Nevada is now four months into the fight against the coronavirus.
Monday night, Gov. Steve Sisolak unveiled a new strategy for reopening the economy as more cases of the coronavirus are reported in the state.
Under the new plan, the governor's office and health officials will give a more detailed reopening strategy for businesses and municipalities instead of broad guidelines.
While the governor has received praise from many people about how he handled the lockdown, there are plenty of critics who have pointed to missteps and mistakes by the state government.
The Supreme Court just ruled against a Nevada church that wanted to allow more than 50 people per service. The church argued casinos get more respect than religious services.
Then there’s the failure of the state unemployment system, where two directors have quit since COVID-19.
Some people still aren’t getting checks; and there may be millions in payouts going to fraudulent accounts.
Coronavirus and its fallout are just the beginning of the problems the state needs to tackle.
The governor is expected to call for another special session with election reform, police reform and how to keep businesses alive during the pandemic all on the to-do list.
Unemployment insurance problems:
Jon Ralston: The unemployment insurance debacle has been a real albatross for governor. This problem in the state goes way back. It’s more than just understaffing and a lack of responsiveness. People are desperate. This has crushed the economy.
There is no law that is suddenly going to fix this. You can’t just pass a law and this will be fixed. You need to be able to hire a lot more people. You need to does this in a better manner, in a less bureaucratic manner.
The real problem that has come to light now in reporting by several news organizations is the problem with fraud. There is a huge problem in this state with fraudulent claims. Is it tens of thousands? Is it more than that? That’s unclear too.
You need more bodies. You need more efficient execution of the claims process. They can’t fix this in a special session. It’s going to take money. It’s going to take more efficiencies, but I just don’t think it’s going to be “fixed” anytime soon.
Warren Hardy: No system like that is set up, currently, and it’s not just Nevada, it’s across the country. No system is set up for the kind of catastrophic situation we’ve had. It’s going to take systemic changes and I think trying to accomplish that in a special session of the Legislature is very difficult.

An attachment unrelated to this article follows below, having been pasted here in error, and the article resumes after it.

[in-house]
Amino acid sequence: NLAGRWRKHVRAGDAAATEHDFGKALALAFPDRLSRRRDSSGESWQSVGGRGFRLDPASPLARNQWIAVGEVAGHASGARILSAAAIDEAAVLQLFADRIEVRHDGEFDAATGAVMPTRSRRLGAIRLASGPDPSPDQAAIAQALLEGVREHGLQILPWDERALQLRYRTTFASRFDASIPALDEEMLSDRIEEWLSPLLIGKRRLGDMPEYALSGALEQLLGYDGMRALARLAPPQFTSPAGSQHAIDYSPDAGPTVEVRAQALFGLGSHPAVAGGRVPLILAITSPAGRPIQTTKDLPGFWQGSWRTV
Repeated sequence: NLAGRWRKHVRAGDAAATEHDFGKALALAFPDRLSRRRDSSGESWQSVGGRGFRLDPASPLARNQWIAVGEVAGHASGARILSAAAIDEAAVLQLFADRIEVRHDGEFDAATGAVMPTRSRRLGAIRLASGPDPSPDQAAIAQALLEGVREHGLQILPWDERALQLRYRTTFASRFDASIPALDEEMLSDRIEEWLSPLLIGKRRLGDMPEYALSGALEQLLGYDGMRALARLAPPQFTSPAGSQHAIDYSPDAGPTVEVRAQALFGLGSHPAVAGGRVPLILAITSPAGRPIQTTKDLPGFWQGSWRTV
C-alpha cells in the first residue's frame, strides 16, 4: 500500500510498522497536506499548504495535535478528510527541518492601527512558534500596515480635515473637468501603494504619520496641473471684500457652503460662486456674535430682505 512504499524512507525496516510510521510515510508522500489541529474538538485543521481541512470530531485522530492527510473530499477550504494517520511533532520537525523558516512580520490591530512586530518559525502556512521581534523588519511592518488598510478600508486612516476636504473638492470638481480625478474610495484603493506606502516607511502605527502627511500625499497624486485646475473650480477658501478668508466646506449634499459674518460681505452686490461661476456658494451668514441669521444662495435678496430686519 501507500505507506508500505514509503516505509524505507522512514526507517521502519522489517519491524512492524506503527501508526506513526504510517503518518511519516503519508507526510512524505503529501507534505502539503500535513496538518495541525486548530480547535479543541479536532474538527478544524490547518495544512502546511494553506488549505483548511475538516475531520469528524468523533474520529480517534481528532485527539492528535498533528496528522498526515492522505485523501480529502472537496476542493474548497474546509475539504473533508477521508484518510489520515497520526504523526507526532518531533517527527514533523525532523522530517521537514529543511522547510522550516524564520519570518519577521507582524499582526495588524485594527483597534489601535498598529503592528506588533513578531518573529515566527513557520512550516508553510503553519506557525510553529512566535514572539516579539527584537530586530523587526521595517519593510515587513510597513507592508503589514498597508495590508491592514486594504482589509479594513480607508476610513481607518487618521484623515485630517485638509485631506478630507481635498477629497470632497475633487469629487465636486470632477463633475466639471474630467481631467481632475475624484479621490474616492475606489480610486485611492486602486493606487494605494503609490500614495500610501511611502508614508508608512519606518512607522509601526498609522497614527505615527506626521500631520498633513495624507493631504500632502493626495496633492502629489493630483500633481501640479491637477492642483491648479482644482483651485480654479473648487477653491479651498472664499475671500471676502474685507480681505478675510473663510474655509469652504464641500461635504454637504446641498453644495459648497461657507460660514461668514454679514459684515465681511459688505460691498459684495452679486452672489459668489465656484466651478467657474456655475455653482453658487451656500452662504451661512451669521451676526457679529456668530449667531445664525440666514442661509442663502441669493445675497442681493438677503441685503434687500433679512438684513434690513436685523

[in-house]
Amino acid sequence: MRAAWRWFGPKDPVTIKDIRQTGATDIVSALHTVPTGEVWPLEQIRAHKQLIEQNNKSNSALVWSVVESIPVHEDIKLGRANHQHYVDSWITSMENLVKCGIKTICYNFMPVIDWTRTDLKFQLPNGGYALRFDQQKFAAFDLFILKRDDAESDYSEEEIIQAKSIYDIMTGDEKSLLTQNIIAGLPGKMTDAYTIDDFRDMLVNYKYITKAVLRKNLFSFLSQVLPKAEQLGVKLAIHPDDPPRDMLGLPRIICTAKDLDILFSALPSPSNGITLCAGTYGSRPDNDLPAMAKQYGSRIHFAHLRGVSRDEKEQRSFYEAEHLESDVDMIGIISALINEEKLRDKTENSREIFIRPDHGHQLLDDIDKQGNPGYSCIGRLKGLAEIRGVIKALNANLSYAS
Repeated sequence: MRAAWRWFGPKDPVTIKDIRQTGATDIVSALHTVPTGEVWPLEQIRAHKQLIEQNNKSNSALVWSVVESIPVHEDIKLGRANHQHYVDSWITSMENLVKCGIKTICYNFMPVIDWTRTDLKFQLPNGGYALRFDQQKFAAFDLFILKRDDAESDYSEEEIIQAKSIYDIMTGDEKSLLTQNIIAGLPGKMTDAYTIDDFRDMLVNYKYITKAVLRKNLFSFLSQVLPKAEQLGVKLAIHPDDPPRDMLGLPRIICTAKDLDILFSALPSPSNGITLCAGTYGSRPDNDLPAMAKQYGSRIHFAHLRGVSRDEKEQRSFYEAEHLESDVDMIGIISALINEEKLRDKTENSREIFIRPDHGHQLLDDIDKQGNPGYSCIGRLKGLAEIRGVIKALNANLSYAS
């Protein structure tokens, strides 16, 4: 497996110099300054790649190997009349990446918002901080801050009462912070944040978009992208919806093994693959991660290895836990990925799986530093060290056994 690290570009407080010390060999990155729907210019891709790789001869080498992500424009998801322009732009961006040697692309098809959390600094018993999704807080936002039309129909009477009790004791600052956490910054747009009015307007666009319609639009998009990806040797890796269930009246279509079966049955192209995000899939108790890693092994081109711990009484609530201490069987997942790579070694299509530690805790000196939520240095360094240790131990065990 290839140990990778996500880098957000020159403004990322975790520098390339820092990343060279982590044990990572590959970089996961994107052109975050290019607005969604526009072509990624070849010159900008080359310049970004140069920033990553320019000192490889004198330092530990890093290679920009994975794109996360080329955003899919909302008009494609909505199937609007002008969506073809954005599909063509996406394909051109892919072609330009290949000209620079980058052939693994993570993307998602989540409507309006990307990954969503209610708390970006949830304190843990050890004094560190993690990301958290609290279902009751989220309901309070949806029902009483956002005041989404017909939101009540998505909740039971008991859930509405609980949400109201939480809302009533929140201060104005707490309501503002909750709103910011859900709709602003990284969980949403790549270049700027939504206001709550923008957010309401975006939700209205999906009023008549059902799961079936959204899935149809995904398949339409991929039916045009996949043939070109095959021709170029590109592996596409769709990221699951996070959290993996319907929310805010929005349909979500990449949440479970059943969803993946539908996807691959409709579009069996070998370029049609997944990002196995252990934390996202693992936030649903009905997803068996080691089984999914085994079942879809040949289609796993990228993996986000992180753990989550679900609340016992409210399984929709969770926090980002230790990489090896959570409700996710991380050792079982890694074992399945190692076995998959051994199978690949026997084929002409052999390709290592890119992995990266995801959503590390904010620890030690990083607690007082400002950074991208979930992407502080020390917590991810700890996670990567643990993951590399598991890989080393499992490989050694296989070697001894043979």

These are weighty issues that are going to take systemic changes and it’s very difficult to do that in a special session. And I think it’s fraught with political peril to make the case that you can do it in a special session. These things need to be fully vetted, fully debated.
On the special session:
Sondra Cosgrove: So, something that I noticed with this special session is that it seemed very different from the last couple special sessions that we had, specifically looking at the Tesla special session and the stadium special session.
From day one… we got reports. We could see what deliberation had happened. It seems like there had been a lot of planning going on beforehand and then all the planning and deliberation came out into the public.
I didn’t see that we had a lot of opportunities to understand the deliberation and the processes that were going into the decisions in the last special session.
We were all hoping they would call the Committee of the Whole into session and then these bills were coming out with not a lot explanation on the process or deliberation that led us there.
I know that made me and other members of the public nervous. I think it was making some legislators upset and nervous. If that’s the way the next special session is going to run – and I don’t know – I don’t see how you do anything big when everything is happening behind closed doors and then all of a sudden getting dropped on people and we don’t know how to react.
Ralston: It is very disappointing because there are some very, very good people up there with a lot of potential to be great leaders but there was not great leadership shown during that session.